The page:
LeDuff interview with Mike Duggan

Charlie LeDuff interviews Detroit mayoral candidate Mike Duggan

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Charlie LeDuff  ask Detroit Mayoral Candidate Mike Duggan about his run for office. Charlie LeDuff ask Detroit Mayoral Candidate Mike Duggan about his run for office.
DETROIT (WJBK) -

Mike Duggan moved from Livonia to Detroit to run for mayor. But does Mike Duggan really love Detroit? Does he have a viable plan to turn it around? And what about his political skeletons? FOX 2's Charlie LeDuff went one-on-one with the former Detroit Medical Center boss last week.

Click the video player to watch the full interview.

Charlie LeDuff: Why does a white man from Livonia want to be the mayor of Detroit?

Mike Duggan: I feel like a Detroiter first. I was born here, I lived here as a young boy. I went to high school in the city and I've worked in the city every day for the last 32 years. Whether it was running the bus system or fixing up houses as a prosecutor or running the hospital system. But the city is at a point now where we're on the verge of going one way or another and I think the city needs somebody who has done turn-arounds before.

CL: But the politics are nasty. What's on tap now, a handwriting expert? We're still doing the voting fraud thing.

MD: Right. And that's the thing. You've seen what happened. They sued to say you couldn't write in my name. Then they found Mike Dugeon the barber. And then when 48,000 people spelled my name correctly, they said the hashmarks were wrong. They counted them again and I got 4,000 more votes than I did before. But the interesting thing is, when I'm in these living rooms nobody is asking about the recount of the handwriting. They want to know about the abandoned house next to them. They want to know why the cops didn't show up when the neighbor's house was broken into. They want to know when the streetlights are going to be on.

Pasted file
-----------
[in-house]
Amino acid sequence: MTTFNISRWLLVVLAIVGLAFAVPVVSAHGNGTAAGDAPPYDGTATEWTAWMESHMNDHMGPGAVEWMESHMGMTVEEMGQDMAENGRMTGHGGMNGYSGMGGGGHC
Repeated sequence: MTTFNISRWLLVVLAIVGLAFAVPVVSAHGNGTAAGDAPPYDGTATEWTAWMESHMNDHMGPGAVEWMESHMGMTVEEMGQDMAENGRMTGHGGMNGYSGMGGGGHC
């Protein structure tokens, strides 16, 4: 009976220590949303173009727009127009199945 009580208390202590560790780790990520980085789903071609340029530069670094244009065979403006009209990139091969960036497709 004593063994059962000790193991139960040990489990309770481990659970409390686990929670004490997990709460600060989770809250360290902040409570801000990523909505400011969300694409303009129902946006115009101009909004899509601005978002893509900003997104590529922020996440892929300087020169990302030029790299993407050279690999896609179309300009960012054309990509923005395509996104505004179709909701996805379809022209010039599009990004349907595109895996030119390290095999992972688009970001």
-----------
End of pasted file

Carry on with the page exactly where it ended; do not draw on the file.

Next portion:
CL: Why do you want this stinkin' job? There's no real power. It's broken. You were making a lot of money over there at that hospital. Really? Why would a guy want to take the golden chair and trade it in for a pile of sticks?

MD: If we could go back ten years, a lot of people were saying why did I leave this great political career as a prosecutor to go run a hospital system that's going to be bankrupt and ruin my reputation. I went in to DMC, which is a true treasure in the city, we brought in a great team of people, we went from losing money to making money. We went from three hours in the emergency room to 29 minutes. And I think this city is better for it. And I look at the same thing city wide. There are a lot of good people working in city government. They have not had good leadership.

CL: Emergency manager (Kevyn Orr), he'll do the hard work on the balance sheet. He'll be leaving anyway in 15, 16 months. You will get your power back. Can you guarantee the people and can you tell me how you're not going to let the bloodsuckers back in that ate this city alive.

MD: Your point's the right one. No matter what Kevyn Orr does, when he leaves we still have a city with huge public safety and social services needs and a shrinking tax base. This is why you need someone who's done turnarounds. So we're going to do two things: We're going to have accountability on the spending and bring in new businesses and jobs. This permit processing is a nightmare. It is driving businesses out of town.

CL: Who is in charge of the Detroit? The people or the business?

MD: At the moment (Gov.) Rick Snyder is in charge of Detroit through his appointment of the emergency manager. And that's what we have to get away from. Until we get the elected mayor and the elected council back, the governor is in charge. When I get there, it's going to be a coalition. I'm proud to have the supports of (Dan Gilbert) and (Roger Penske), but the people are going to be in charge.

CL: Let's go over your resume. Deputy CEO of Wayne county for 14 years. Balanced budget every year.

MD: Yes.

CL: But there was also the federal investigation with the conviction into the airport at that time, 'Ficano-esque,' so that's a knock.